When tides are included, the SSH spectra slope appears to be steeper during winter compared with summer, i.e., higher energy values at large-scale and lower energy values at the mesoscale and small-scale (Figure 12a; solid red/black lines). This is because, during summer when stratification is strong, the tidal forcing appears to contribute energetically on a wider range of spatial scales, from the large to mesoscale and small-scale. When tides are not considered in the simulation, the most prominent spectra differences between the two seasons are observed at the mesoscale and small-scale, by about two orders of magnitudes, with the summer values being the smallest ones (Figure 12a; dashed red/black lines). The spectral slope during winter when stratification is weak and is not affected by the presence (or not) of tides at the mesoscale and small-scale (Figure 12a; black solid/dashed lines).
During winter, the relative vorticity spectra appear almost always with more energy compared with its summer values, remaining unchanged by the simulation (or not) of tides (Figure 12b; red/black lines). The latter remark was also verified by the vorticity maps shown in Figure 7 and discussed in Section 3.2. On the other hand, during summer and including tides, there is a marked increase in energy spectra at the mesoscale, with a peak at a range of approximately 70–80 km wavelengths (Figure 12b; solid red line). This finding is explained by the M2 tidal constituent triggering the generation of internal tides and their baroclinic effect on mesoscale activity in the abyssal plain (cf. also [23]).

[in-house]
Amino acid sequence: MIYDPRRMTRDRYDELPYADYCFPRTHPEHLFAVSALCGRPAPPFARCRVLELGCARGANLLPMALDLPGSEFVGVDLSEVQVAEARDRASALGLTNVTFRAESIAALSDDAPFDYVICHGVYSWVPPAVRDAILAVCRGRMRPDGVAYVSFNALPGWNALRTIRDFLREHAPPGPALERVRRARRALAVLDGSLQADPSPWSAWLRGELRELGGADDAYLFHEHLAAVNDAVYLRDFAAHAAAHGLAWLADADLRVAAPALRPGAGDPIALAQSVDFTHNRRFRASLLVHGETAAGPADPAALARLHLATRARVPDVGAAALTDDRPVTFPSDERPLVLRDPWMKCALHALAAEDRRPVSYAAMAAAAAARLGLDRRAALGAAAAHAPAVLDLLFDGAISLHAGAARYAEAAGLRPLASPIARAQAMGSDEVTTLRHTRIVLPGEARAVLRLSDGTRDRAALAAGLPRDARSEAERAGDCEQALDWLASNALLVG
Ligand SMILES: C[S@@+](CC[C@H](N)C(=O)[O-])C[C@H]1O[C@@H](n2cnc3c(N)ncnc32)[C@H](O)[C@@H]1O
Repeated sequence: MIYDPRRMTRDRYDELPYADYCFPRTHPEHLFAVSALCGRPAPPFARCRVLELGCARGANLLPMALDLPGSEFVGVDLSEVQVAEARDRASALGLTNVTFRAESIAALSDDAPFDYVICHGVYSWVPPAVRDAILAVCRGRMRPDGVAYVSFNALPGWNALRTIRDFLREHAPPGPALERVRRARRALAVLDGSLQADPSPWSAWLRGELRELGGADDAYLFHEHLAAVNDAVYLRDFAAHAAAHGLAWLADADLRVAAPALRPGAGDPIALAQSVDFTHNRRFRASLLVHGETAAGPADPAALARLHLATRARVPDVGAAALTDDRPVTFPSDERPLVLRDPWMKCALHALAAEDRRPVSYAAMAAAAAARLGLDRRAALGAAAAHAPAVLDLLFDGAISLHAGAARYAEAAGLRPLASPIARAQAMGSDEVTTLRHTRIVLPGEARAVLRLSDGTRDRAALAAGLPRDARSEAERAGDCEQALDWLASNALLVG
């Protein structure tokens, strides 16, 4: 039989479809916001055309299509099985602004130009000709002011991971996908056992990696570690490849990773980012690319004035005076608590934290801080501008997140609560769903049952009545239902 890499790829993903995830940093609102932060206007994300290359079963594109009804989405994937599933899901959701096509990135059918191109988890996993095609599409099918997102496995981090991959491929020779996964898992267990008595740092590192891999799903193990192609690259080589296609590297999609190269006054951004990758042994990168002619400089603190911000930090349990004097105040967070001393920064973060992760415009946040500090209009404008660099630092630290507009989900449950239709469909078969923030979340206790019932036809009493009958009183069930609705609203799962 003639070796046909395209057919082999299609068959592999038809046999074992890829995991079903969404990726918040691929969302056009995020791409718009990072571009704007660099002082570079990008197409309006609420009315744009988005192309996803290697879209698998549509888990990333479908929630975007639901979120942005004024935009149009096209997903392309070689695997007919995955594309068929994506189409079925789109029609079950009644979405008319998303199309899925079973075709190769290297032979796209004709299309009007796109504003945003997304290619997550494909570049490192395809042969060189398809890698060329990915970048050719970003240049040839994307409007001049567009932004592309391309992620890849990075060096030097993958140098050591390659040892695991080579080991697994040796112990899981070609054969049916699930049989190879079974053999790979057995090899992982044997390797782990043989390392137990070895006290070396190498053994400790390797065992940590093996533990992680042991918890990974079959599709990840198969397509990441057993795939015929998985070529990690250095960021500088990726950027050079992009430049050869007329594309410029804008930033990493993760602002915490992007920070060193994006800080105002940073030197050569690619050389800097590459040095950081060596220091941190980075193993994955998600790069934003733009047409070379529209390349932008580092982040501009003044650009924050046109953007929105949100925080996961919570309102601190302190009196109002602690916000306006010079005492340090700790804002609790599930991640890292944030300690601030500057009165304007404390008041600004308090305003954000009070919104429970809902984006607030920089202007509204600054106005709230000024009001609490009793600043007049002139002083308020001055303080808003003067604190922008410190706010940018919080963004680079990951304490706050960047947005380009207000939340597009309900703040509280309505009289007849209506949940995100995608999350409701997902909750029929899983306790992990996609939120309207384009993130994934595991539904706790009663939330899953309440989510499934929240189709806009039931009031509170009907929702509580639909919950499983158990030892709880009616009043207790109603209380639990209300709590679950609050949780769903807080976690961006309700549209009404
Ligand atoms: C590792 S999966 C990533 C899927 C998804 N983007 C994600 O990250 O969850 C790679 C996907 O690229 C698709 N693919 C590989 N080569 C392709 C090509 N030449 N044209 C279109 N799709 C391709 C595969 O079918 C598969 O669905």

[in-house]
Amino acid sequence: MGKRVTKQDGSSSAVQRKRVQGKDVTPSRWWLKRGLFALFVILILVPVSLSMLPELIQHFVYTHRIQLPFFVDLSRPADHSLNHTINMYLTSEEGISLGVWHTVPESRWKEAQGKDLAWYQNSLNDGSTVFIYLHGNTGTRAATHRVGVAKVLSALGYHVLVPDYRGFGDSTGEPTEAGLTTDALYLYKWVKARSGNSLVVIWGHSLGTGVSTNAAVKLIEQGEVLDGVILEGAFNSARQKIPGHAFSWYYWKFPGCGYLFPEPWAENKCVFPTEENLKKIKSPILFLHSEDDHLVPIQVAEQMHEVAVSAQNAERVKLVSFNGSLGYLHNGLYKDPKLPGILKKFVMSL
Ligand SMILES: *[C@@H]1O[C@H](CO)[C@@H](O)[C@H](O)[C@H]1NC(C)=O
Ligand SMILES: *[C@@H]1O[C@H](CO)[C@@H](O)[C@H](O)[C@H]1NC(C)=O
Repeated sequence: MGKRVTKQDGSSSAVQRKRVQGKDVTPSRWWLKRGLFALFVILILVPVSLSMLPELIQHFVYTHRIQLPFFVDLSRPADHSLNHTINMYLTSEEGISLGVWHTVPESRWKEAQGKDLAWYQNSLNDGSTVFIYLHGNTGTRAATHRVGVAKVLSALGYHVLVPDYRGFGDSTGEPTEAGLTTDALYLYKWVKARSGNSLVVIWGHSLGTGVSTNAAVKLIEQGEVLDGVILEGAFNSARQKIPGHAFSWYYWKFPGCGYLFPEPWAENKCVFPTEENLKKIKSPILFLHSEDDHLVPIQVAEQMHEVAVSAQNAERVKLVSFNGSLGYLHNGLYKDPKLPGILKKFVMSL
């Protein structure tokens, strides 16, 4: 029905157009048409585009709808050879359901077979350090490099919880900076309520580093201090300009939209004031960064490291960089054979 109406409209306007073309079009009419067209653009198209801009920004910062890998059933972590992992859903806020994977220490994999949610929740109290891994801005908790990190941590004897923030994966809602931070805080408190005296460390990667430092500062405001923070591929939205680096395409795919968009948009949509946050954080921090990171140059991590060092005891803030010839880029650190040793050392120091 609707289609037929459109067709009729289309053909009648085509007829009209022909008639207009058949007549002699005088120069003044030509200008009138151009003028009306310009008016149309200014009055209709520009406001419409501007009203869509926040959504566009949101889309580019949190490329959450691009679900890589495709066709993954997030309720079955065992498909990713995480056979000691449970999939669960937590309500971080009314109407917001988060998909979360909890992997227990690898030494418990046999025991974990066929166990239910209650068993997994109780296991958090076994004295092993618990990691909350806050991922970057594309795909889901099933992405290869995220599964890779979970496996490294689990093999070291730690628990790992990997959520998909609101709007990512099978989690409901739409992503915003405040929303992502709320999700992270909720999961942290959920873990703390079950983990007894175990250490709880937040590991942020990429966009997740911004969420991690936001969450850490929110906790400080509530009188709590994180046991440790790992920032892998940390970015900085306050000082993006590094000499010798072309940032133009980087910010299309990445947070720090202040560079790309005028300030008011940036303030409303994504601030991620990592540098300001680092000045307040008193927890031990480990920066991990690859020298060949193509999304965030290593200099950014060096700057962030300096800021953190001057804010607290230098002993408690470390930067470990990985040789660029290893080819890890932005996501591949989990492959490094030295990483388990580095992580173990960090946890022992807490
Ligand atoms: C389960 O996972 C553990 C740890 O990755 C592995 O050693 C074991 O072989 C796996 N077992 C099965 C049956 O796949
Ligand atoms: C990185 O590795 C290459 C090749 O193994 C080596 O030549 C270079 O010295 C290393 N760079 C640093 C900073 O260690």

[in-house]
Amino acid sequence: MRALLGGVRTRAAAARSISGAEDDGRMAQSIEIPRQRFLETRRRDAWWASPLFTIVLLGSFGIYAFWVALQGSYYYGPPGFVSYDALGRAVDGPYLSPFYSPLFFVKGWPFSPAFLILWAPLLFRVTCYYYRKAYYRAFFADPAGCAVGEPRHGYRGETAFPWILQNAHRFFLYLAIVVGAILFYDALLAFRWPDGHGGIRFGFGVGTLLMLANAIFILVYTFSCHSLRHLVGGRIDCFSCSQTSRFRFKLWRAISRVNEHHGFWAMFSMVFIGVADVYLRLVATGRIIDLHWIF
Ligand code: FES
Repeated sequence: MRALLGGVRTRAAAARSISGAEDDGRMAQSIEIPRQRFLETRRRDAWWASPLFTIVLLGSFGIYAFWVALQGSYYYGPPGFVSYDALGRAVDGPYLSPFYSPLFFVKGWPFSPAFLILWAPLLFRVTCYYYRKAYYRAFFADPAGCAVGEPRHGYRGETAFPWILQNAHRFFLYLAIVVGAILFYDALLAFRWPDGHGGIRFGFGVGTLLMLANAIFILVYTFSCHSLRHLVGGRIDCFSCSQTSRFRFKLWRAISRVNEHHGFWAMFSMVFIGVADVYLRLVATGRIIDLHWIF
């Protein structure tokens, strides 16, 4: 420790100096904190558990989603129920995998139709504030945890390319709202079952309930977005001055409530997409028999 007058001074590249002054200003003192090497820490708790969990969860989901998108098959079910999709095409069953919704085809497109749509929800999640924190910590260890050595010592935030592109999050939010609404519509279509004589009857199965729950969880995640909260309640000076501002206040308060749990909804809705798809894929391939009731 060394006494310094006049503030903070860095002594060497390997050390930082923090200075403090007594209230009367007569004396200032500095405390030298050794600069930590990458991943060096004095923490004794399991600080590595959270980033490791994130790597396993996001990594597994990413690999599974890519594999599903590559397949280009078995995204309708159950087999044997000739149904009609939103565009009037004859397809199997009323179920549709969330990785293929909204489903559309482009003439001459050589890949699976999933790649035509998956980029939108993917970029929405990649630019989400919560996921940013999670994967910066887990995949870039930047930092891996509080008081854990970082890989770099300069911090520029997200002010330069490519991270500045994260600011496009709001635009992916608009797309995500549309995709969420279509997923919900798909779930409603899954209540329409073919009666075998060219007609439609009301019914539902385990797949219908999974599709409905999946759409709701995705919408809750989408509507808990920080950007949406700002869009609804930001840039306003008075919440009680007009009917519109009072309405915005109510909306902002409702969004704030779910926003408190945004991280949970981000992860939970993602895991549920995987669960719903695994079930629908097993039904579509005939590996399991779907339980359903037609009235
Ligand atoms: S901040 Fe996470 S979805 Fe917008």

4. Concluding Remarks

Our results showed that the tidal forcing greatly influences the spatial variability of the SST over the shelves, mostly in shallow macrotidal areas such as the English Channel, and especially in summer and during transition periods when the stratification is strong. At the basin scale, the tidal mixing tends to cool the SSTs during summer, while it tends to increase surface temperatures during winter. The most notable differences were observed locally in the English Channel and especially near the location of the Ushant tidal front, which is only formed when tides are activated in our model simulation. Tides appeared also to impact SSTs by more than 1 C in the northeastern shelf break area near 47 N, where internal tides are generated [23]. The SST cooling effect of tides was also observed during winter over the Celtic shelf and near the freshwater fronts in the Armorican shelf.